2. Hi Sarah we lived in an old Council house with one fire in the front room. No radiators - no central heating of any kind just a coal fire in the front room. We used to go to bed dressed to the nines with loads of quilts and blankets on top and frequently woke up with thick ice on the inside of the windows. I know a lot of families did; but in that house at the tender age of two I started off with the arthritis being unable to walk first thing and collapsing on my face with extreme pains in my legs. Mum was always terrified about damp and being poorly as a result I think it related to things that happened in her own childhood, they had it really tough 10 children living in a two up two down) and two adults then my granddad abandoned the family as did his family leaving my grandmother to fend for herself and the children) This cabinet certainly did the trick for Mum. The hanging rack above a Rayburn or Aga I am familiar with as my Great Aunt's home had this and also my Uncle's home. My Nan had a small Rayburn which was the only cooking source in the house (and no height to have a rack)but they had two fires in the dining room and the front room and quite frequently the clothes horse would be draped around the fire. Mum had the twin tub with the drier as well as after me burning my fingers by putting them on the side accidentally and ending up with massive blisters on my hands we were shooed out whilst she was washing.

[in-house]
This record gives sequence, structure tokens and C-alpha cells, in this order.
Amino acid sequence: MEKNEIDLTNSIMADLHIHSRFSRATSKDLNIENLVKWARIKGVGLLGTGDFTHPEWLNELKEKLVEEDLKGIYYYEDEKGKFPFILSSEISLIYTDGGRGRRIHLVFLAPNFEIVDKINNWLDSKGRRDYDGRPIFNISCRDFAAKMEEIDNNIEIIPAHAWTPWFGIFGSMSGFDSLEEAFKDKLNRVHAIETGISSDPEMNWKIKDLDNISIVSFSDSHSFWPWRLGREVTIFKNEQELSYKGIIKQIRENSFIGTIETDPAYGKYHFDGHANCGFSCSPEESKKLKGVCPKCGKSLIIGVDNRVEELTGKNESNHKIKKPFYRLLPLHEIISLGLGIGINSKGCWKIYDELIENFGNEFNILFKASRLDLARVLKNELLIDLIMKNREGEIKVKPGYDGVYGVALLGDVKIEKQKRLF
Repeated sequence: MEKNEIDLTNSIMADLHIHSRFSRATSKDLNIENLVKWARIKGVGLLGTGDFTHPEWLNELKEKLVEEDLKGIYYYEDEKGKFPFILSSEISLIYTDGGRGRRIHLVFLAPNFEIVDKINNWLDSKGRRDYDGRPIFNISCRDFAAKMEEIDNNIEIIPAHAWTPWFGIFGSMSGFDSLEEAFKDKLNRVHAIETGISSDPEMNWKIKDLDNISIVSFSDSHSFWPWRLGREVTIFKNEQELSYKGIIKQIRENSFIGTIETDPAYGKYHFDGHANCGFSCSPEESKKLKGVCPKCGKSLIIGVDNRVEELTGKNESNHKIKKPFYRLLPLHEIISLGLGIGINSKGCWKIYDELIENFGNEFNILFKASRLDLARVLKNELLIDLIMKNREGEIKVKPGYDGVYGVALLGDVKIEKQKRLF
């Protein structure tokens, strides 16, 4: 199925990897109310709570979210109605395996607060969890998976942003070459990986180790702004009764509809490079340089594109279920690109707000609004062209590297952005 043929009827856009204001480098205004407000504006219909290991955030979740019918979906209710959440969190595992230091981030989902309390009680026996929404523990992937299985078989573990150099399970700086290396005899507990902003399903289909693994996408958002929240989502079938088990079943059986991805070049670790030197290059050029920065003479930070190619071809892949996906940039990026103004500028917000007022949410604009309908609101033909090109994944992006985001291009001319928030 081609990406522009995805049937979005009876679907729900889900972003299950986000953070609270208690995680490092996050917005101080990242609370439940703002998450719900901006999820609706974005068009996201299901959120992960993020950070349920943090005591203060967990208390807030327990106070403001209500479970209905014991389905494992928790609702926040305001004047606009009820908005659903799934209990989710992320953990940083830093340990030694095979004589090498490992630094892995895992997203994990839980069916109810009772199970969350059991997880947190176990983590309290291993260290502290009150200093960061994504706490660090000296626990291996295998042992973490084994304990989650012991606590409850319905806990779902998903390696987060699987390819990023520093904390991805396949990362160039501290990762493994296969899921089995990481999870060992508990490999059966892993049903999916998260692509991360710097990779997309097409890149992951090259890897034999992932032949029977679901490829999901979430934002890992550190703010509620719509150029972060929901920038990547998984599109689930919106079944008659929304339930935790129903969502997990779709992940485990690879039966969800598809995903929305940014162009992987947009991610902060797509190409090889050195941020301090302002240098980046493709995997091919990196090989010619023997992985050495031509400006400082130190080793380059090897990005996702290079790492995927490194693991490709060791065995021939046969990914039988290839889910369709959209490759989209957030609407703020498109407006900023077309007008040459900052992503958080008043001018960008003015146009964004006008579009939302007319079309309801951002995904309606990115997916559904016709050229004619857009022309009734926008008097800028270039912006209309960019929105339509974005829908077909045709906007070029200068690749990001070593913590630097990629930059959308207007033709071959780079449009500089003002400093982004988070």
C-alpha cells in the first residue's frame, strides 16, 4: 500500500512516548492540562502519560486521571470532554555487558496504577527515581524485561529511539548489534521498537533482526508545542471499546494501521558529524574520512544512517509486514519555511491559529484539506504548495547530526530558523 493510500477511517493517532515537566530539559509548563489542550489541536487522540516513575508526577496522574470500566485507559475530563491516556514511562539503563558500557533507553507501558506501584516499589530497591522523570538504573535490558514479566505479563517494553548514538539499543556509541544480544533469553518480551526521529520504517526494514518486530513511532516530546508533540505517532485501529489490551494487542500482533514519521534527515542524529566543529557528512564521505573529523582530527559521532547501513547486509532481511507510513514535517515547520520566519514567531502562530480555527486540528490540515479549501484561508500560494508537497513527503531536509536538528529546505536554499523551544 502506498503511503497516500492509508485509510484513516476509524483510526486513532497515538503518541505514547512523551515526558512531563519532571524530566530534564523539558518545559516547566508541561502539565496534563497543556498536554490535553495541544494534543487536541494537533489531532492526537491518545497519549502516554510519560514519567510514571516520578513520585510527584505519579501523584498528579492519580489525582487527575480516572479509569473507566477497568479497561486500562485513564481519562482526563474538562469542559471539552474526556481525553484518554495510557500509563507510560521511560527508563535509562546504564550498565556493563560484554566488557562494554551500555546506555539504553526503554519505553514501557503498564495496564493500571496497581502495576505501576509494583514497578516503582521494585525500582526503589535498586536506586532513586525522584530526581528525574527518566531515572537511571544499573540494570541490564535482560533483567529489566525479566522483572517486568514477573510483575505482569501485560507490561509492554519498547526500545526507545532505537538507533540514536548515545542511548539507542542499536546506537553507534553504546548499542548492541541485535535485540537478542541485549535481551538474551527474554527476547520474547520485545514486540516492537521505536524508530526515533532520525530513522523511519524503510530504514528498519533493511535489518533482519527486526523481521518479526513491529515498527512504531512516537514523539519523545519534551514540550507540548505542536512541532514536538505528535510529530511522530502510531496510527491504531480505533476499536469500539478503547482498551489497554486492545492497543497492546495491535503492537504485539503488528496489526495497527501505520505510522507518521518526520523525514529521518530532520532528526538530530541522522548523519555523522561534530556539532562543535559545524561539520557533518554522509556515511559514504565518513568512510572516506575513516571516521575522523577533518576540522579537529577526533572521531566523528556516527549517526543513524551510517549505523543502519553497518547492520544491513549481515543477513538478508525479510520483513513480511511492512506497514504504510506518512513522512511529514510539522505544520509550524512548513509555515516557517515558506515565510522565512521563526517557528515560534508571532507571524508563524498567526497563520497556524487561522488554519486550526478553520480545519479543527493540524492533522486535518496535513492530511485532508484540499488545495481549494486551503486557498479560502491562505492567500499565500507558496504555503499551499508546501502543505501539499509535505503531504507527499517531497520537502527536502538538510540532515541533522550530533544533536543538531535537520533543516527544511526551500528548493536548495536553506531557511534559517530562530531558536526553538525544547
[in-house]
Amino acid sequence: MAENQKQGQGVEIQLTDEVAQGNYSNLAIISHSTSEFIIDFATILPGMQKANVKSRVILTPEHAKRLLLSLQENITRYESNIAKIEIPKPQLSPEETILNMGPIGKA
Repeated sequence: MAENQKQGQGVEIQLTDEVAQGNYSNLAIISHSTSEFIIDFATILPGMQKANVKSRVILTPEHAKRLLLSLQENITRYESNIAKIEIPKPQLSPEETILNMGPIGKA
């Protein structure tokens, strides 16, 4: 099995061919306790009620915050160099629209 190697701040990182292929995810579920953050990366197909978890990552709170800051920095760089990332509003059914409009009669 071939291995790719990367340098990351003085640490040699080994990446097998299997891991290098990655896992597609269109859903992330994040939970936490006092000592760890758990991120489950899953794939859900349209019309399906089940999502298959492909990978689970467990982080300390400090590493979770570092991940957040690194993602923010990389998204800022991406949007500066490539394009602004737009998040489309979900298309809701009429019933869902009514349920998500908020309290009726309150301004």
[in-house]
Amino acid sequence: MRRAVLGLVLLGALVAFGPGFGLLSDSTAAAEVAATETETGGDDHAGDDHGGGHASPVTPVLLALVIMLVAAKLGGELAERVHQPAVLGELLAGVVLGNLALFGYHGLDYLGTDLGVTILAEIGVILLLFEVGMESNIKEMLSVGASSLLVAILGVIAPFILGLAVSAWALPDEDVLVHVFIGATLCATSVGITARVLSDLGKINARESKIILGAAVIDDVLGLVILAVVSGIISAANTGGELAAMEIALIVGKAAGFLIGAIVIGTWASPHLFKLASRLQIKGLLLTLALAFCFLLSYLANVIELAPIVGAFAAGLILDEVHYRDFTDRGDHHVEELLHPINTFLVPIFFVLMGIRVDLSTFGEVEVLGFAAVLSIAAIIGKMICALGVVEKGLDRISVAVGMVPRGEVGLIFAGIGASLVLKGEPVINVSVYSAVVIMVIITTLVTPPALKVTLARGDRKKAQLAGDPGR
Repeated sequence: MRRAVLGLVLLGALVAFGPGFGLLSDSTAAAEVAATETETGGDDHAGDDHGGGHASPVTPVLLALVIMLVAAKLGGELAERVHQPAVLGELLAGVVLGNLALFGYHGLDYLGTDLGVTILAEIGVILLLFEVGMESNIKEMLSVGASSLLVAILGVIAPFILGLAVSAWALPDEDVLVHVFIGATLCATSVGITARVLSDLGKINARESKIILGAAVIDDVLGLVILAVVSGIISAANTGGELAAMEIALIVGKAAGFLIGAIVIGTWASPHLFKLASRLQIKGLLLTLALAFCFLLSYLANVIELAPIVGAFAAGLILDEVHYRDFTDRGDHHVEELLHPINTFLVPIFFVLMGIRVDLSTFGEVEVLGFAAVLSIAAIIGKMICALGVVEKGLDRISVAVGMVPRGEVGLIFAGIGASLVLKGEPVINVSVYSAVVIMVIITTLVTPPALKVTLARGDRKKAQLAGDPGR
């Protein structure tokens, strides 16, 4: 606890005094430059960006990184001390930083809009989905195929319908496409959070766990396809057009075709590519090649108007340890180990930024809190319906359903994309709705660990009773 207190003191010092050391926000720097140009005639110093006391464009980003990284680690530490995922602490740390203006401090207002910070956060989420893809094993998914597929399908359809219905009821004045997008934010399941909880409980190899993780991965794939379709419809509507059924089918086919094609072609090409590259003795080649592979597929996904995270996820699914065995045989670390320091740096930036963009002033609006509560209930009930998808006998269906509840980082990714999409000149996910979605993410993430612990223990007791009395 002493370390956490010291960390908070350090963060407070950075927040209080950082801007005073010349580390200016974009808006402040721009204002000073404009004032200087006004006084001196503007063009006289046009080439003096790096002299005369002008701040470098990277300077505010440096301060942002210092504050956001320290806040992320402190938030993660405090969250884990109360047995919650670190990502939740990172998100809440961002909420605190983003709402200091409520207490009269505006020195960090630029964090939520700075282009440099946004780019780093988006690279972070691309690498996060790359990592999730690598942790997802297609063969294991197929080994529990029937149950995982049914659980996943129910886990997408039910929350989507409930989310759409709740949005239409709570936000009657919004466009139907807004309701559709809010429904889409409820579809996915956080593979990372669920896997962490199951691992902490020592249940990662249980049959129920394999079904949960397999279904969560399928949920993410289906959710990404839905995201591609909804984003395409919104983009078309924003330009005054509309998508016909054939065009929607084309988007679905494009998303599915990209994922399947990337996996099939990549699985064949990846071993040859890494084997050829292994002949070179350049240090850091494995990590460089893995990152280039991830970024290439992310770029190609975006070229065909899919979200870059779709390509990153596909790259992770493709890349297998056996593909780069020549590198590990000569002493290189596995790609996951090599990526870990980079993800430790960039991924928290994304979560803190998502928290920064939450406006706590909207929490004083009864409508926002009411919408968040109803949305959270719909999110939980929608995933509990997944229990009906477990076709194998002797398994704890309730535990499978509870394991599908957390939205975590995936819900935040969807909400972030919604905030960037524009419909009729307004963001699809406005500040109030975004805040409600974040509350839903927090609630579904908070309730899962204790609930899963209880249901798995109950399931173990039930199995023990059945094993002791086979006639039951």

Your Dad was a good un if he built a conservatory for your mum to dry the washing in. I bet that was ideal. I don't have an airing cupboard either. When the Landlord put the new heating system in the boiler was popped in the small bedroom on the outside wall (we do not have a hot water tank) it is all done from the new boiler. What was the airing cupboard has now been turned into a small walk in closet for some of my clothes as it is off my main bedroom. You have to do what you can with what you have but on the wish list is an Aga/Rayburn and a hanging rack above it if I ever am lucky enough to have my own home. Very unlikely at the present but you have to dream. I do line dry where possible but as I am out of the house by 8:30am most days and then do not return until 6:00pm it is not always possible especially during the winter months hence the tumble drier. If there was a different set up i.e. it was my own house I would think very carefully and perhaps create a drying area under cover but we privately rent and that is not an option at present. Your home sounds really lovely and in a lovely area. One day I hope to have the same. Lovely to hear from you and hope you are keeping well.Take care. Tricia (aka Pattypan) xx


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Meet the Moggies

  • Merlin (approx 18 months)
  • Squeak (approx 2 years)
  • Poppy (approx 16 years)
  • Tyson (approx 17 years)
  • Tinky (official name Clover approx 18 years)